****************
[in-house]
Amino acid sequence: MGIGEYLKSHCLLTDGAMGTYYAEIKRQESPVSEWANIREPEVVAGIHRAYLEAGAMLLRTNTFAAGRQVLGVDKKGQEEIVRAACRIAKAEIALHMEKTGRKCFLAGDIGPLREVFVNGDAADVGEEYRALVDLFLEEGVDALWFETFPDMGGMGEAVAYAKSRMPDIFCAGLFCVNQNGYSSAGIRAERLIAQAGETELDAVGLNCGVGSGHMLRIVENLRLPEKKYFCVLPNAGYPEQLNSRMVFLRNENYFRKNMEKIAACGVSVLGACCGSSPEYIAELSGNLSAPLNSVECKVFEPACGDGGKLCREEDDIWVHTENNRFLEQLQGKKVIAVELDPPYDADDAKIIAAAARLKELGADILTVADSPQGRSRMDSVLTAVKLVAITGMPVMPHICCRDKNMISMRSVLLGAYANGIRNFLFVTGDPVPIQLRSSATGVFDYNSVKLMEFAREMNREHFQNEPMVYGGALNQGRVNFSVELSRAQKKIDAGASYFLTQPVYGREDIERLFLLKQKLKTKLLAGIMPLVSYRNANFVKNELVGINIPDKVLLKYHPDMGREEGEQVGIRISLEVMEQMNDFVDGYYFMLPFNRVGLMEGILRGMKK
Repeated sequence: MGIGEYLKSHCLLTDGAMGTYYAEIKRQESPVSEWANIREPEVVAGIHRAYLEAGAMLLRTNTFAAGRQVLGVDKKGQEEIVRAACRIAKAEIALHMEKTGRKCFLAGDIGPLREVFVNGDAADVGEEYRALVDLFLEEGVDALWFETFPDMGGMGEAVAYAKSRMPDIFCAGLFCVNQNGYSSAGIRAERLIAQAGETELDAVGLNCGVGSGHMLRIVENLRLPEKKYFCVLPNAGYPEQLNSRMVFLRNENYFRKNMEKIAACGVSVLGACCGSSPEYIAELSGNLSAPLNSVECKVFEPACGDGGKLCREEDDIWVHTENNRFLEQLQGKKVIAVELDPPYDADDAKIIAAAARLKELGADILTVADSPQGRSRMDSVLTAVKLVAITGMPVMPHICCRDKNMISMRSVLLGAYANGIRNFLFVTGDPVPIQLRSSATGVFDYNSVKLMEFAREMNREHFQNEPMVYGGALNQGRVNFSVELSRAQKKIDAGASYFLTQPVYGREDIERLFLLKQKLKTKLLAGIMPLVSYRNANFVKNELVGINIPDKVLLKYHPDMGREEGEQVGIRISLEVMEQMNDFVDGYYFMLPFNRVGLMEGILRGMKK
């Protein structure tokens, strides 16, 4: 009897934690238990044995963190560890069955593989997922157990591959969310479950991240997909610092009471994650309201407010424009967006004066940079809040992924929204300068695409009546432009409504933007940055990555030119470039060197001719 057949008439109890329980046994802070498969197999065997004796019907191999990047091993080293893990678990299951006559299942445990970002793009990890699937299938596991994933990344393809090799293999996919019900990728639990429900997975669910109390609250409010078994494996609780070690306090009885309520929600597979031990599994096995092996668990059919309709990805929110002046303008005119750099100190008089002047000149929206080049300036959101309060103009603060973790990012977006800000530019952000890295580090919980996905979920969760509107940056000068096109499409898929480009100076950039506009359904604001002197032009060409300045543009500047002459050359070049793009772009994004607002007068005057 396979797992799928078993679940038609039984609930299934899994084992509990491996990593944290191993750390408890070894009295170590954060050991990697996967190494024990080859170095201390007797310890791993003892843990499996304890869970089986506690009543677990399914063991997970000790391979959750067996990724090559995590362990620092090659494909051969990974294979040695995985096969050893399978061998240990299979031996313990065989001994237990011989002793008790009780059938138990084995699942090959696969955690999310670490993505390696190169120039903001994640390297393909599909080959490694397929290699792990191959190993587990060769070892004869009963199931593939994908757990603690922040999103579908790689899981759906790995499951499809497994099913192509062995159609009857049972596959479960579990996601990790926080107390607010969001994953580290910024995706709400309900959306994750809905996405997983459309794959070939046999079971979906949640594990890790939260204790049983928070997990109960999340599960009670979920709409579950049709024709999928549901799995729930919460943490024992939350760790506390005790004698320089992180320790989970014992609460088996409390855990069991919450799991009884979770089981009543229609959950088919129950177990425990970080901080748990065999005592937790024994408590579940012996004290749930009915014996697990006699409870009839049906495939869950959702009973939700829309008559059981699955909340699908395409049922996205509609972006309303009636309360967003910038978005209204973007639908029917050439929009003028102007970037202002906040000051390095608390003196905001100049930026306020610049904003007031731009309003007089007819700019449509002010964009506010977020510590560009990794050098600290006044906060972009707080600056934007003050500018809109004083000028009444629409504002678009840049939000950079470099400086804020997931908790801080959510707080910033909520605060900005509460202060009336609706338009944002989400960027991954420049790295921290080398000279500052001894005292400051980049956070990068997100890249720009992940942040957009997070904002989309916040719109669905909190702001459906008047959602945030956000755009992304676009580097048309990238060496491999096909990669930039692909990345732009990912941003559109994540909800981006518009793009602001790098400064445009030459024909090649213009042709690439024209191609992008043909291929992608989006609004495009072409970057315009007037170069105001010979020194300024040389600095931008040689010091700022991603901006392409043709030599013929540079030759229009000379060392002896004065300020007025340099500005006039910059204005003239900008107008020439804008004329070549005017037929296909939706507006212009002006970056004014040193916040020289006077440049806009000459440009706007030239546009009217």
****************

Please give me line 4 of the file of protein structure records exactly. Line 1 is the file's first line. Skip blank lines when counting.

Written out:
């Protein structure tokens, strides 16, 4: 009897934690238990044995963190560890069955593989997922157990591959969310479950991240997909610092009471994650309201407010424009967006004066940079809040992924929204300068695409009546432009409504933007940055990555030119470039060197001719 057949008439109890329980046994802070498969197999065997004796019907191999990047091993080293893990678990299951006559299942445990970002793009990890699937299938596991994933990344393809090799293999996919019900990728639990429900997975669910109390609250409010078994494996609780070690306090009885309520929600597979031990599994096995092996668990059919309709990805929110002046303008005119750099100190008089002047000149929206080049300036959101309060103009603060973790990012977006800000530019952000890295580090919980996905979920969760509107940056000068096109499409898929480009100076950039506009359904604001002197032009060409300045543009500047002459050359070049793009772009994004607002007068005057 396979797992799928078993679940038609039984609930299934899994084992509990491996990593944290191993750390408890070894009295170590954060050991990697996967190494024990080859170095201390007797310890791993003892843990499996304890869970089986506690009543677990399914063991997970000790391979959750067996990724090559995590362990620092090659494909051969990974294979040695995985096969050893399978061998240990299979031996313990065989001994237990011989002793008790009780059938138990084995699942090959696969955690999310670490993505390696190169120039903001994640390297393909599909080959490694397929290699792990191959190993587990060769070892004869009963199931593939994908757990603690922040999103579908790689899981759906790995499951499809497994099913192509062995159609009857049972596959479960579990996601990790926080107390607010969001994953580290910024995706709400309900959306994750809905996405997983459309794959070939046999079971979906949640594990890790939260204790049983928070997990109960999340599960009670979920709409579950049709024709999928549901799995729930919460943490024992939350760790506390005790004698320089992180320790989970014992609460088996409390855990069991919450799991009884979770089981009543229609959950088919129950177990425990970080901080748990065999005592937790024994408590579940012996004290749930009915014996697990006699409870009839049906495939869950959702009973939700829309008559059981699955909340699908395409049922996205509609972006309303009636309360967003910038978005209204973007639908029917050439929009003028102007970037202002906040000051390095608390003196905001100049930026306020610049904003007031731009309003007089007819700019449509002010964009506010977020510590560009990794050098600290006044906060972009707080600056934007003050500018809109004083000028009444629409504002678009840049939000950079470099400086804020997931908790801080959510707080910033909520605060900005509460202060009336609706338009944002989400960027991954420049790295921290080398000279500052001894005292400051980049956070990068997100890249720009992940942040957009997070904002989309916040719109669905909190702001459906008047959602945030956000755009992304676009580097048309990238060496491999096909990669930039692909990345732009990912941003559109994540909800981006518009793009602001790098400064445009030459024909090649213009042709690439024209191609992008043909291929992608989006609004495009072409970057315009007037170069105001010979020194300024040389600095931008040689010091700022991603901006392409043709030599013929540079030759229009000379060392002896004065300020007025340099500005006039910059204005003239900008107008020439804008004329070549005017037929296909939706507006212009002006970056004014040193916040020289006077440049806009000459440009706007030239546009009217």